Carey Price is just coming into his prime and is 5th in franchise wins, behind some of the greatest goalies ever to play the game. While he has yet to advance past the Eastern Conference Finals, Carey Price won gold in both World Juniors (2007) and the Olympics (2014).

Like Carey Price, Corey Crawford is a young goalie entering his prime. He won the Stanley Cup in his 3rd full season (2013) and currently ranks 6th in franchise wins, also like Price, he is behind some of the greatest goalies ever to play the game.

While I don't expect Corey Crawford and Carey Price to pass Tony Esposito and Jacques Plante in franchise wins, I wouldn't be surprised if 50 and 31 eventually hang in the rafters at the United Center and Bell Centre given the starts to their young careers. I hope that Henrik Lundqvist and Carey Price will eventually win the Stanley Cup and that Corey Crawford will eventually play for Team Canada, however even if they don't, they have still had great careers to this point, and will continue to do so, barring injury.

Monday, August 18, 2014

Don't Blame the Goalie (a piece I wrote back in February but didn't have my blog yet)

I am going to start off by saying that I am an amature goalie and a huge hockey fan. Watching NHL and Olympics, or even AHL and NCAA you see some outstanding goaltending. My general opinion is not to blame the goalie for a loss.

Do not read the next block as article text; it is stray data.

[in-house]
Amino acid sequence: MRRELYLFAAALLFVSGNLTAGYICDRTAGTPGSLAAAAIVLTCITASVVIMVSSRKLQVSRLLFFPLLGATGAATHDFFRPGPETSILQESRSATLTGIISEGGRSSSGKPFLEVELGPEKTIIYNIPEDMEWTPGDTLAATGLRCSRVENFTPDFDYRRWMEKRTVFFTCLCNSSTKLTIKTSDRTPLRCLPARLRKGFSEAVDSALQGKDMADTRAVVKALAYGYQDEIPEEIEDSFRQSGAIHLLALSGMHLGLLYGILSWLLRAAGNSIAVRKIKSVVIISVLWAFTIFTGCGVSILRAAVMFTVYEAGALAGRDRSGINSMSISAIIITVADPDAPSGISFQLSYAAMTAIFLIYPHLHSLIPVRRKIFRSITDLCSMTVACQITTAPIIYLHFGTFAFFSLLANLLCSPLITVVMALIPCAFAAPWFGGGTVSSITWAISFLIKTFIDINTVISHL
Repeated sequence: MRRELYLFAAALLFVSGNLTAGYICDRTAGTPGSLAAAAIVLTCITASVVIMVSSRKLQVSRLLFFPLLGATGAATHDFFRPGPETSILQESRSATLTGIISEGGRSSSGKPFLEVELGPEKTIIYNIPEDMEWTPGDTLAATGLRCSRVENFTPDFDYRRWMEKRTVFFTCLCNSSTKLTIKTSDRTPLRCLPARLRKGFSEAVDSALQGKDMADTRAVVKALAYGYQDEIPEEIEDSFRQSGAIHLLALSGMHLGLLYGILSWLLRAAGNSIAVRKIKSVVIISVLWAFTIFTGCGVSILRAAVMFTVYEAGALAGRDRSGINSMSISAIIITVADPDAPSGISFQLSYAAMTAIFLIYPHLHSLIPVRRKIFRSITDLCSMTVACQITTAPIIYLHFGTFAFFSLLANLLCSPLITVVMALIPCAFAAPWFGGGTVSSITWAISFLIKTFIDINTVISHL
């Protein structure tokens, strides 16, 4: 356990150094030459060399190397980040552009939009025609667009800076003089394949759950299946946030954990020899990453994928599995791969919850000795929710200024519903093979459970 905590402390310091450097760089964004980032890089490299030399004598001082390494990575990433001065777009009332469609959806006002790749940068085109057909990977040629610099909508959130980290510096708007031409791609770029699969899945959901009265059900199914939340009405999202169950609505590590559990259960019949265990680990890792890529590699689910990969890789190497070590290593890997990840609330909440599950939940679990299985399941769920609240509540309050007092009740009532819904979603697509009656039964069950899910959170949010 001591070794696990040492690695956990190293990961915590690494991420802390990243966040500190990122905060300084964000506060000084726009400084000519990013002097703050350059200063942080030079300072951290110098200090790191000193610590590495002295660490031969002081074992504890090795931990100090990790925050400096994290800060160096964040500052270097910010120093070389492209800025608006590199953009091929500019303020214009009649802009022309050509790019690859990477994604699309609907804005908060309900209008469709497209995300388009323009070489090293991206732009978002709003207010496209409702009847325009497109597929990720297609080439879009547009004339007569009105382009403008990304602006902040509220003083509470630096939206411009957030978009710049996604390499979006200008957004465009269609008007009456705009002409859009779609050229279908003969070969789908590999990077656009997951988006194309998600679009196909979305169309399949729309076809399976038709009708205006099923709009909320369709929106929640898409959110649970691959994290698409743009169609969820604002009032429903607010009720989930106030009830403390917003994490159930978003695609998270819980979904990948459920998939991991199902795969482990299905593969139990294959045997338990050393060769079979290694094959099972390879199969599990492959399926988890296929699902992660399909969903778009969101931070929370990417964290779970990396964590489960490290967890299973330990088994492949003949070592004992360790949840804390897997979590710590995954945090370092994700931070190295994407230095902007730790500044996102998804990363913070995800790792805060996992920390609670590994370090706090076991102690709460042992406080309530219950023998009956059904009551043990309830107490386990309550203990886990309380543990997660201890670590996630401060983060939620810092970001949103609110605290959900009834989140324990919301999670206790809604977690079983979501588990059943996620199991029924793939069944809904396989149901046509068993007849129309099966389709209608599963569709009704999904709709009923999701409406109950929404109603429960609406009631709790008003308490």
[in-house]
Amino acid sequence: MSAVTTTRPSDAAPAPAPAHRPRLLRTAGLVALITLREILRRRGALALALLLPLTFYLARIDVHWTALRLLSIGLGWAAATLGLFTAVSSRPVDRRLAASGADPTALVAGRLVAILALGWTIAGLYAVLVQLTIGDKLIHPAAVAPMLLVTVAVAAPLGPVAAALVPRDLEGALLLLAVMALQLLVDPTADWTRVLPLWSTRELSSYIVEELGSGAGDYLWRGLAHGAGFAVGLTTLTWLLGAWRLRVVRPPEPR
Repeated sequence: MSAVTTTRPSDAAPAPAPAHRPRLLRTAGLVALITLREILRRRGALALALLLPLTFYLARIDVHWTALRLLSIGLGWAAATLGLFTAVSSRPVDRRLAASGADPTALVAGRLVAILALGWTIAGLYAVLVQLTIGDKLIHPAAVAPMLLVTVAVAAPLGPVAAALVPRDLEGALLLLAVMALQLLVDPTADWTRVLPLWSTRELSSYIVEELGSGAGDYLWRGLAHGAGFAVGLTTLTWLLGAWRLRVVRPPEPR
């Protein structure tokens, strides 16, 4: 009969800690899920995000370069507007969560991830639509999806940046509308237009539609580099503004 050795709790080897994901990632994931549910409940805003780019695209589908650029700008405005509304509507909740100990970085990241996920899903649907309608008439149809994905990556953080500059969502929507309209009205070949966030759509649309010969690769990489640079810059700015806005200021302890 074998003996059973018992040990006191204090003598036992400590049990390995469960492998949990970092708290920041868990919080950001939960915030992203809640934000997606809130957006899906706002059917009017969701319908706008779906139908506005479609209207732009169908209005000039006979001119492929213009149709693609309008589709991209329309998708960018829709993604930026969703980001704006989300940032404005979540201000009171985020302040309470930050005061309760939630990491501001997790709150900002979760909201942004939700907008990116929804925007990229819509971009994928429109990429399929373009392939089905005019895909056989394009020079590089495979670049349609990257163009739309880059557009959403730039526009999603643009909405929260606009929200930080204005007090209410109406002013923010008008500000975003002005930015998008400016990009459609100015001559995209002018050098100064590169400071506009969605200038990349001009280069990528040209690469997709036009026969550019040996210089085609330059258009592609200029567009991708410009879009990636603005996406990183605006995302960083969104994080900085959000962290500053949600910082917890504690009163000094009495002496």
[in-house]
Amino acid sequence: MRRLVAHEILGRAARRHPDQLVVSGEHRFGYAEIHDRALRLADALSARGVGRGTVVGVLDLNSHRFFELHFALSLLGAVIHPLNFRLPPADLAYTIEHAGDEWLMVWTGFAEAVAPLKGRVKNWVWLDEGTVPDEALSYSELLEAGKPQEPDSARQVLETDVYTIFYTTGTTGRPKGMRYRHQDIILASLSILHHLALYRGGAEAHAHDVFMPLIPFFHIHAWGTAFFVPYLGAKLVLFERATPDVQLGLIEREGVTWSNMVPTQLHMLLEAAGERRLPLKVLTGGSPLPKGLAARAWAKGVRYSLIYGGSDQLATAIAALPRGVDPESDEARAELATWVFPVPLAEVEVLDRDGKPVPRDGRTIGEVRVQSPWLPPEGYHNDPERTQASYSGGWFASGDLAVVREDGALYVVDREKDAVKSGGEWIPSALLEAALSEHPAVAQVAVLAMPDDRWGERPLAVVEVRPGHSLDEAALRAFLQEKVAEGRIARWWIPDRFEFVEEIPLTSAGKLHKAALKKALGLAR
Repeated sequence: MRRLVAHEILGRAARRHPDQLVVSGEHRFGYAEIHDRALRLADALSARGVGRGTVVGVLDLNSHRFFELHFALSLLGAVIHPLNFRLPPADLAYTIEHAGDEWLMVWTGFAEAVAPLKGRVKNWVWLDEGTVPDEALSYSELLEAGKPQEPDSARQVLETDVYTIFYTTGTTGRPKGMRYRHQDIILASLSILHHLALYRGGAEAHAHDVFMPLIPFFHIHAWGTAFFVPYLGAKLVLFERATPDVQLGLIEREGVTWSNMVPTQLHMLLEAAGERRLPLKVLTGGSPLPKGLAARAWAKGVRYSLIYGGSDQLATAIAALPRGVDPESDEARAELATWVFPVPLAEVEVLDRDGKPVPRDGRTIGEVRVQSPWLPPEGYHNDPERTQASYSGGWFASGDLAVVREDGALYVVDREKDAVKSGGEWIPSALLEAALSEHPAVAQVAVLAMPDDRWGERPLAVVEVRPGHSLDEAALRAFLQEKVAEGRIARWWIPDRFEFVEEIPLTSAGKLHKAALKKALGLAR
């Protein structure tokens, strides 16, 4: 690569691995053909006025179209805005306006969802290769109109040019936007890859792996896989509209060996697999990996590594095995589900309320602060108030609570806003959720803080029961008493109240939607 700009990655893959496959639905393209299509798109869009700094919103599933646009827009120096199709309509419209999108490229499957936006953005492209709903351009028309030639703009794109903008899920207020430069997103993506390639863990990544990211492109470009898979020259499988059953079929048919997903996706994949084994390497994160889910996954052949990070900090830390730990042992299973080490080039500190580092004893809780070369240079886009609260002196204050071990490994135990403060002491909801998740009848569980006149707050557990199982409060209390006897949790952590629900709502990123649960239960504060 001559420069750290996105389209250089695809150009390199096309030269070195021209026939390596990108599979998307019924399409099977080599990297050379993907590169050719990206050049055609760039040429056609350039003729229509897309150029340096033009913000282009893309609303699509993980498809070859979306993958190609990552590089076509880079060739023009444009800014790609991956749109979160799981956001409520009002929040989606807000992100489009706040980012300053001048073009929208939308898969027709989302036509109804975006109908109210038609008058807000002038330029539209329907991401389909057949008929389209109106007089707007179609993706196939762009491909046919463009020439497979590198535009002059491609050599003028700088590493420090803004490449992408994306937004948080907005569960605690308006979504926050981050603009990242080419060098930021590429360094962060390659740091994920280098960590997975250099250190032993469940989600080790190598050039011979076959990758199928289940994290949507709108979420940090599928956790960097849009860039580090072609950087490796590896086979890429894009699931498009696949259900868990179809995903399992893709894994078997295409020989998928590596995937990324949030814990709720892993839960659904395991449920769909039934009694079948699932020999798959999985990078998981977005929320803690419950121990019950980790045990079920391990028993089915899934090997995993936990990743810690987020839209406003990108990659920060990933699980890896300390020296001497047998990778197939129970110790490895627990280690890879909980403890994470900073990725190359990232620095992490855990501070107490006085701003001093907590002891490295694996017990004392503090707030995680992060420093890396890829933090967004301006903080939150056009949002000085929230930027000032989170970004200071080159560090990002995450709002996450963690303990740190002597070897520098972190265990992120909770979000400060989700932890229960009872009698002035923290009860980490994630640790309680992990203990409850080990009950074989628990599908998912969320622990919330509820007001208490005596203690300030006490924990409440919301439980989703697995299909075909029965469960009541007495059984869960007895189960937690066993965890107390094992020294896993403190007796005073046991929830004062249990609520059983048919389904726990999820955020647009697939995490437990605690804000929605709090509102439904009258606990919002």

Sometimes it seems as though, unless a goalie has the game of their career, such as Ben Scrivens’s 59 save shutout or Carey Price’s two consecutive shutouts en route to an Olympic Gold, the goalie gets all of the blame and none of the credit.

I really started noticing this during last season’s NHL playoffs, coming from all different sides. Montréal fans saying that Carey Price couldn’t perform under pressure and lost that series. Carey Price had many highlight roll saves in that series, about half of the Canadiens were injured in the series, including Carey Price in the third period of the decisive game 5, which Ottawa won in overtime. The very next season, when you put the solid lineup of Team Canada in front of him, Carey Price shuts out the United States in the semifinals and Sweden in the gold medal game to win an Olympic Gold and the Best Goaltender award.